A race to protect power grid from attacks
Last month, federal agencies and utility executives held GridEx IV, a biennial event where officials responsible for hundreds of local utilities game out scenarios in which North America’s power grid could fail. Potential calamities both physical and cyber are reviewed, with participant responses analyzed to better prepare for any future attack.
This year, the event took on an added urgency given growing concern with a weapon straight out of the Cold War: an electromagnetic pulse, or EMP, emanating from a nuclear blast-specifically, one delivered by a North Korean missile or satellite detonated miles above the Earth. Though GridEx IV didn’t pose this exact scenario, industry experts concede there’s no clear plan to deal with it.
An EMP could damage electronic circuits over large areas, depending on the configuration of the weapon and how high it was detonated, though there’s disagreement over how effective such a tactic would be. Scientists also emphasize that a nuclear bomb that hits a ground target is much more worrisome. Nevertheless, with North Korea’s increasingly successful missile and warhead tests in mind, Congress moved to renew funding for the Commission to Assess the Threat to the U.S. from Electromagnetic Pulse Attack as part of the National Defense Authorization Act.
In September, the commission’s top officials warned lawmakers that the threat of an EMP attack from a rogue nation “becomes one of the few ways that such a country could inflict devastating damage to the U.S.”
GridEx IV participants said the use of an EMP, however improbable, has been very much on their radar. Lisa Barton, executive vice president of Columbus, Ohio-based American Electric Power Co.’s transmission unit, said the Electric Power Research Institute, an industry research arm, was analyzing the risk. An EPRI report published this week emphasized that widespread damage was indeed possible from such an attack.
“It’s certainly more about North Korea now,” said Rob Manning, vice president of transmission and distribution infrastructure for EPRI. “In the past it was more about multiple potential threats.”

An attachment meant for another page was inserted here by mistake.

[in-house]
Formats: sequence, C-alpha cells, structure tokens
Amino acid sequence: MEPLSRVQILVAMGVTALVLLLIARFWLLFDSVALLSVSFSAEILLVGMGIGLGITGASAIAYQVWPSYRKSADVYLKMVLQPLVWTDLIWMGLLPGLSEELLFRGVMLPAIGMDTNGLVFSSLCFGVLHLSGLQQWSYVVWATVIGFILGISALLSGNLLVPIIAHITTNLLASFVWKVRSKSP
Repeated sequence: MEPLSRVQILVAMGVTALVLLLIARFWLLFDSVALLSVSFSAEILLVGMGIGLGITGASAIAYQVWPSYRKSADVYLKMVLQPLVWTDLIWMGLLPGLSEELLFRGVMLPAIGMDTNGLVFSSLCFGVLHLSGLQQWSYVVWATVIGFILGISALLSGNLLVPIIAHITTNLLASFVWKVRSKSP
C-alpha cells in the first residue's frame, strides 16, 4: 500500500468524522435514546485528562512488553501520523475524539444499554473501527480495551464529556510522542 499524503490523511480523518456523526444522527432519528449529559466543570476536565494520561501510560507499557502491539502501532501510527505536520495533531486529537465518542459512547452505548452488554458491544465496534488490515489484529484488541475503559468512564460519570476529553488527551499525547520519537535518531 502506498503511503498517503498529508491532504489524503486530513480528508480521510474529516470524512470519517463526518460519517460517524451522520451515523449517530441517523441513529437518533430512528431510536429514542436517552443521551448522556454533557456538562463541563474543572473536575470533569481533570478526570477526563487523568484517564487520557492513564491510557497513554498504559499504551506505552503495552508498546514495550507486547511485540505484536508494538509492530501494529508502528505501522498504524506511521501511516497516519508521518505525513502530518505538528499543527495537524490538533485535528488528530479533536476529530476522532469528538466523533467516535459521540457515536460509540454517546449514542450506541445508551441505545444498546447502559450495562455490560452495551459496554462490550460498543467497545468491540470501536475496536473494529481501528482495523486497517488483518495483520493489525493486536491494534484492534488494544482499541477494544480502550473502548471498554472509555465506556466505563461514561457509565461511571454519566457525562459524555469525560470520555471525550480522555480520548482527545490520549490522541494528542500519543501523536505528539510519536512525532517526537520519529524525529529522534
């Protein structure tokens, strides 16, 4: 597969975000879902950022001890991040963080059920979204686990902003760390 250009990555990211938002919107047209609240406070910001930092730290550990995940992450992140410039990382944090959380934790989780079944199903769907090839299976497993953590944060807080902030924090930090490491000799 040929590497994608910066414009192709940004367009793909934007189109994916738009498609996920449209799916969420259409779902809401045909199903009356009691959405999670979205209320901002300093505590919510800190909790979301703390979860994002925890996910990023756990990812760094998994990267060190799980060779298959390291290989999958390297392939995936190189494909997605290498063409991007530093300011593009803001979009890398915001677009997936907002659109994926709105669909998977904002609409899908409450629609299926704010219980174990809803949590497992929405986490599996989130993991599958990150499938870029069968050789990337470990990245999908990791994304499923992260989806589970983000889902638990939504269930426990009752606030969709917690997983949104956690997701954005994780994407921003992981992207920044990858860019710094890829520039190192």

The new challenge comes as the industry grapples with a host of costs tied to keeping the lights on in extreme weather, and bouncing back when there’s an outage. In the past five years, Superstorm Sandy, tornadoes, hurricanes and intense cold have all tested grids in unprecedented fashion. Regulators are seeking ways to improve reliability and resiliency, including a potential multibillion dollar payout to coal and nuclear generators to keep plants online as grids add gas, wind and solar.
John Norden, director of operations at ISO New England Inc., which manages a grid serving six states, said the industry is unprepared for a full-scale electromagnetic attack. The power industry doesn’t really have any standards or tools to handle “black sky events” such as an extreme cyber or EMP attack, or even conventional war, Norden said at a recent conference.
GridEx IV involved 6,300 participants from 450 organizations, including utilities, government agencies, financial services firms, telecommunications companies, and gas, water and supply chain industries, said Kimberly Mielcarek of the North American Electric Reliability Corp., a non-profit that develops standards for grid reliability and oversees the excercise. Cybersecurity has grown to rival physical infrastructure attacks as a focus of the event, and a new scenario introduced this year involved false reports, or “fake news.” But the best experience utilities have had in preparing for an EMP is tied to a natural phenomenon: solar flares.
While astronomers can see solar events, such as a coronal mass ejection, they don’t have a true picture of its magnitude until it’s about 90 minutes from Earth. The U.S. Space Weather Prediction Center will issue solar storm warnings in anticipation of these events. Grids are alerted to dangerous solar activity and geomagnetic storm watches are called. But with so little time to react, hardening networks ahead of time is more practical.
PJM Interconnection, operator of the power grid serving one-fifth of America’s population, has a lot of experience protecting systems against solar activity. PJM has also been working with transmission owners to protect against other threats, many of which have two specific characteristics: low probability and high potential for catastrophe, said Mike Bryson, vice president of operations for the Valley Forge, Pennsylvania-based operator. An EMP is one of them.
Power companies have made a few moves to protect against electromagnetic interference. Some grid operators and transmission infrastructure owners are putting in place so-called Faraday enclosures, shields of conductive material used to protect electronic equipment and facilities. Utilities have also started stockpiling spare parts to replace any that are damaged by an EMP event, storms or other disasters.
“I don’t think we have an illusion we will prevent it,” Bryson said in an interview. “That’s really the government’s job.”
During the Cold War, a blast and EMP high over the U.S., either on its own or as a prelude to a first strike by the Soviet Union, was seen as a very real threat. But back then, priority was given to hardening military infrastructure to maintain the promise of retaliation. Duke Energy Corp., one of the country’s largest utility owners, has been working with EPRI to study its threat to civilian infrastructure. Lee Mazzocchi, Duke’s senior vice president of grid solutions, said “we really want to use science and research to validate if and how much an EMP threat there could be.”